“You really think London is ready for all this?”
“… Once they see what we’ve done here there’ll be no turning back”
These are the opening lines to ITV1’s hit period drama Mr Selfridge. Whilst the programme won the hearts of the British public and brought an obscure historical figure into prominent position in the public imagination, the storyline is considerably embellished with fiction. Many of the main characters never actually existed, including the dramatised Ellen Love, the whirlwind mistress of Mr Selfridge, and the “spirit of Selfridge’s” (with an apostrophe at this point). Nevertheless if we return to the above quote, we find a stark truth – Mr. Selfridge revolutionised retail, and London has indeed never turned back.
From theatrical premières to visual merchandising and store layout, we take a look at the early years of London’s first purpose-built department store to discover the distinctive origins of the modern shopping experience. We cast an eye back to 1906 when a certain Harry Selfridge, risen from lowly origins to remarkable social and economic success, stepped off the boat, took a stroll around London town, and resolved that he would do things differently.
Selfridge’s was perhaps the predecessor to the concept flagship store, now hardly unusual in the West End. The opening of the store on the humble end of Oxford Street was far from a humble affair, requiring thirty policemen just to hold back the crowds. At the sound of trumpets, the public was welcomed into the beautiful interior, surrounded by greenery and flowers, and according to the Times ‘myriads of tiny globules [were] suspended on threads, which reminded one of the snow that was falling outside’. This was quite unprecedented for a shop opening in London, though these headline-grabbing events continued. A few months later, the rickety aeroplane of Louis Bleriot, the first plane to cross the channel, was exhibited in all its glory to marvelling crowds of 150,000 on the shop floor itself. Mr. Selfridge had brought the excitement of the spectacle and the glamour of the theatre to the shabby end of Oxford Street.
Harry Selfridge himself
These colourful shows were also not confined to the special occasion. When Harry Selfridge planned the architectural design of the store, he had a more continuous stream of surprises in mind. The use of a steel frame, which at the time was highly unusual, allowed not only for quick construction of the building but for enormous windows – and Selfridge had big plans for these windows.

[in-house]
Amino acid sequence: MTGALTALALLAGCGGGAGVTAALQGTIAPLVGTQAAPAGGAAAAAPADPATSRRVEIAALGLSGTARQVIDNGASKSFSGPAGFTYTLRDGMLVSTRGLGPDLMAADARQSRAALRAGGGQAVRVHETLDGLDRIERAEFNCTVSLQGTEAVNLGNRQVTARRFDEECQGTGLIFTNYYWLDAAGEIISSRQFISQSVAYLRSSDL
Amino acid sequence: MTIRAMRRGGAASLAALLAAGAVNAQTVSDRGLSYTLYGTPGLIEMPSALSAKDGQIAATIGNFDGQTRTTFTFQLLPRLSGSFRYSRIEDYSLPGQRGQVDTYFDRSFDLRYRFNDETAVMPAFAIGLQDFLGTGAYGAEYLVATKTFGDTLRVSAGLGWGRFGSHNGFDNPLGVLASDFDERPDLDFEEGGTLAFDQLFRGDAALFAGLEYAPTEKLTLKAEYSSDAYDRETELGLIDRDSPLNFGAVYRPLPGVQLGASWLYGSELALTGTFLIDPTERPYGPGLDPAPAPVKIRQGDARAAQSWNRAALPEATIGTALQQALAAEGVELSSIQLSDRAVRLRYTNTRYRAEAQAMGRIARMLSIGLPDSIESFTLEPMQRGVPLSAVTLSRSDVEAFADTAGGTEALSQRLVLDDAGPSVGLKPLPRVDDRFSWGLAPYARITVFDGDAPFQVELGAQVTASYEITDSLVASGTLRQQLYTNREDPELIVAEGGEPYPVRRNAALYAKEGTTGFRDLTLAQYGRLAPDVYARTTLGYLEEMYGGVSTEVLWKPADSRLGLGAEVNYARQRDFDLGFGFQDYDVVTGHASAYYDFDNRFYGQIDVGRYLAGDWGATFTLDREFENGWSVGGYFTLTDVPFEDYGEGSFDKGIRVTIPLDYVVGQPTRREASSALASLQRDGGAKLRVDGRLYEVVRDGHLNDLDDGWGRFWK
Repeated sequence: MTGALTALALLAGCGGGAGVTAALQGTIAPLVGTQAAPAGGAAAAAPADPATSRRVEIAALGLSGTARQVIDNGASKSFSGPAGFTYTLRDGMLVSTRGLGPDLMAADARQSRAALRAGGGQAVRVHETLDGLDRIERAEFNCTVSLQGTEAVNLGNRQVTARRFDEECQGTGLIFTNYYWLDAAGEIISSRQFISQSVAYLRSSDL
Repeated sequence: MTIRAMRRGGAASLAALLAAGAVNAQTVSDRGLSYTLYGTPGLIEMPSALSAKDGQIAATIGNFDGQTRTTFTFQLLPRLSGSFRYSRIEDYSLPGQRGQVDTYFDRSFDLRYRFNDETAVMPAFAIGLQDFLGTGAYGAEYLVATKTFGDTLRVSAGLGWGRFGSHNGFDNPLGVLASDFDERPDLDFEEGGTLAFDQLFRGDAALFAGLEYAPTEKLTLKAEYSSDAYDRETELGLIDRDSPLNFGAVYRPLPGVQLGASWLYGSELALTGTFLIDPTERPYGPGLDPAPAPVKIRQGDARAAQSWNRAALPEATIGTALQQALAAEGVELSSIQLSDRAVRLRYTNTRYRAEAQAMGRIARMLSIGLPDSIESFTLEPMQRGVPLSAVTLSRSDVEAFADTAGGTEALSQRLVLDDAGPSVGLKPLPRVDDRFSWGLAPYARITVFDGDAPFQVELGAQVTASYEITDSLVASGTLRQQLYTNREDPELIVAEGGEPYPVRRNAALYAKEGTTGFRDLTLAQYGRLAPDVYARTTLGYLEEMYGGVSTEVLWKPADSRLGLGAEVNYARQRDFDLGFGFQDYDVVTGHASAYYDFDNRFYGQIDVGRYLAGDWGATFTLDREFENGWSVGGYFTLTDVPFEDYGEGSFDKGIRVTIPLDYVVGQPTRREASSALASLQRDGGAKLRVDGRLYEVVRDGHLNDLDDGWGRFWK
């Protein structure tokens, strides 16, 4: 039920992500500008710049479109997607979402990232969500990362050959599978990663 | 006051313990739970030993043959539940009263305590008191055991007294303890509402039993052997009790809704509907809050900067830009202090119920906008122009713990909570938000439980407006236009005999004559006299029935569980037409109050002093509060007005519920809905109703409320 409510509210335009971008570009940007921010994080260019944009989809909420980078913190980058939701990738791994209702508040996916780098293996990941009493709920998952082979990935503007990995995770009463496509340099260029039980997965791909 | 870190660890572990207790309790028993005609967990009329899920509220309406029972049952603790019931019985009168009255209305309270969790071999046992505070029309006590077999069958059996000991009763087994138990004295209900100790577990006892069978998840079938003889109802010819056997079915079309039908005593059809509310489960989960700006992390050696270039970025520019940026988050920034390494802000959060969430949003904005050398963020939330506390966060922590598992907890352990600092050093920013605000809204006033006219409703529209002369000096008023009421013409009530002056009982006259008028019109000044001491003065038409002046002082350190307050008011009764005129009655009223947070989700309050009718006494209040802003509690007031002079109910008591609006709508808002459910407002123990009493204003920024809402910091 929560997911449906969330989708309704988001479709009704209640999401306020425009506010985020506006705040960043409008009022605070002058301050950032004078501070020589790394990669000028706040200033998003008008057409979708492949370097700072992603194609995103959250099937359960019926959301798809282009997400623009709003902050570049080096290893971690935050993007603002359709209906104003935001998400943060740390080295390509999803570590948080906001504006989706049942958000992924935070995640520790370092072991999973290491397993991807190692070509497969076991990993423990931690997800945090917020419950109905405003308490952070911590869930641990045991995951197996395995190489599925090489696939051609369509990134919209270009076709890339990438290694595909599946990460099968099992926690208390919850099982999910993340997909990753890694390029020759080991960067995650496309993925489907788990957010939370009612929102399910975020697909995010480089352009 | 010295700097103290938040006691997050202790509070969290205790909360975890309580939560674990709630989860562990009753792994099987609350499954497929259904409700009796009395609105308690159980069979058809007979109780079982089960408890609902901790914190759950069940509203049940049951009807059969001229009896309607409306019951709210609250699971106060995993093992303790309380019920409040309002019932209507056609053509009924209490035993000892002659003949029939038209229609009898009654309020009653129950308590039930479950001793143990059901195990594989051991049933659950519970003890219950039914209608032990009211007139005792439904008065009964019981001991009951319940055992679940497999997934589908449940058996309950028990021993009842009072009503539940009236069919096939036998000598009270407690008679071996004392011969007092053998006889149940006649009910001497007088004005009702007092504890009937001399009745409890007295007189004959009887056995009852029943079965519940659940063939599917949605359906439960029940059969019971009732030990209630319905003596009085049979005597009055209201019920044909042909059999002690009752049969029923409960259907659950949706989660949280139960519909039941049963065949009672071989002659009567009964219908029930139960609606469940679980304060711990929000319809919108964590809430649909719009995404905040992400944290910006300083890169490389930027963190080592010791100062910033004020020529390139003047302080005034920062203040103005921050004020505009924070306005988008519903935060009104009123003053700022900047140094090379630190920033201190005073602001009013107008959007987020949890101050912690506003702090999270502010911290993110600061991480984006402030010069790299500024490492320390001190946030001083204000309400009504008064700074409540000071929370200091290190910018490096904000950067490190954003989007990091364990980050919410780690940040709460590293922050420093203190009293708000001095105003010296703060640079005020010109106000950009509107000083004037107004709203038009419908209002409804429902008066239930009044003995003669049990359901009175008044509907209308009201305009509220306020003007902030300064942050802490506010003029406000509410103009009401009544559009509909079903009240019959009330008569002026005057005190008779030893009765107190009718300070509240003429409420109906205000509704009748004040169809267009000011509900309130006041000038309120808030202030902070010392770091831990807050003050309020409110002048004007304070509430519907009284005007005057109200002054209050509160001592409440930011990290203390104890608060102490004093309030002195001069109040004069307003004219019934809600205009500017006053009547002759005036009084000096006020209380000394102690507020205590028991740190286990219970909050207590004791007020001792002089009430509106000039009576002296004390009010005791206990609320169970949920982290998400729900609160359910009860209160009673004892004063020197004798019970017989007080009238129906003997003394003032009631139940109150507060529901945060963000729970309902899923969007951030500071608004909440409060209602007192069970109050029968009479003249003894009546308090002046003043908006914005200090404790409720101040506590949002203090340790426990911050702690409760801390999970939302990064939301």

Importantly, he had not travelled across the pond alone. He brought with him a renowned window dressing expert from the American department store Marshall’s Field’s, where Harry Selfridge had risen to success. This was a bold and unusual move in London where the mere concept of window dressing was bizarre. Only in the late 1800s, increased access to plate glass had permitted retailers to display their wares in front windows. Now Selfridge’s hosted luxurious scenes in the store’s front windows. This was a far-cry from the Victorian shop keeper who would lurk at the door to his establishment, beckoning in potential customers. Window dressing was an innovative and effective way to entice clientele. This was a revolution in visual marketing, and timely, as more elaborate displays were made possible with electrical lighting.
A window display from 1913 | Picture via Wikimedia Commons
With regards to visual marketing, it was not just the exterior of the store that provoked exclamations in the capital. Modern store layouts may be virtually unrecognisable if Harry Selfridge hadn’t taken such scandalous risks in the first few years of business. Such taboo items as perfumes and cosmetics, previously having been regarding as the ladies secret, were thrust into the spotlight by their new location right at the front of the store. In this way the lady shopper could find all she needed immediately in one place without the need of the shop assistant to scurry to the backrooms to retrieve her signature scent. Whilst at the time, it was deemed garish and distasteful, the success of this move is evident walking into any modern department store. It must be remembered however that Selfridges was the first.
The Selfridges of today. Pictury by Loz Pycock via Flickr
In summary, besides coining the retail axioms “give the lady what she wants” and “the customer is always right”, Harry Selfridge marked the end of an era, and the start of the modern age of British retail. Whilst contemporaries marvelled or scowled at the flashy gimmicks, these turned out to be remarkably forward-thinking visual merchandising strategies, that have outlived Harry Selfridge for more than seventy years and counting. It turns out London was more than “ready for all this” after all.
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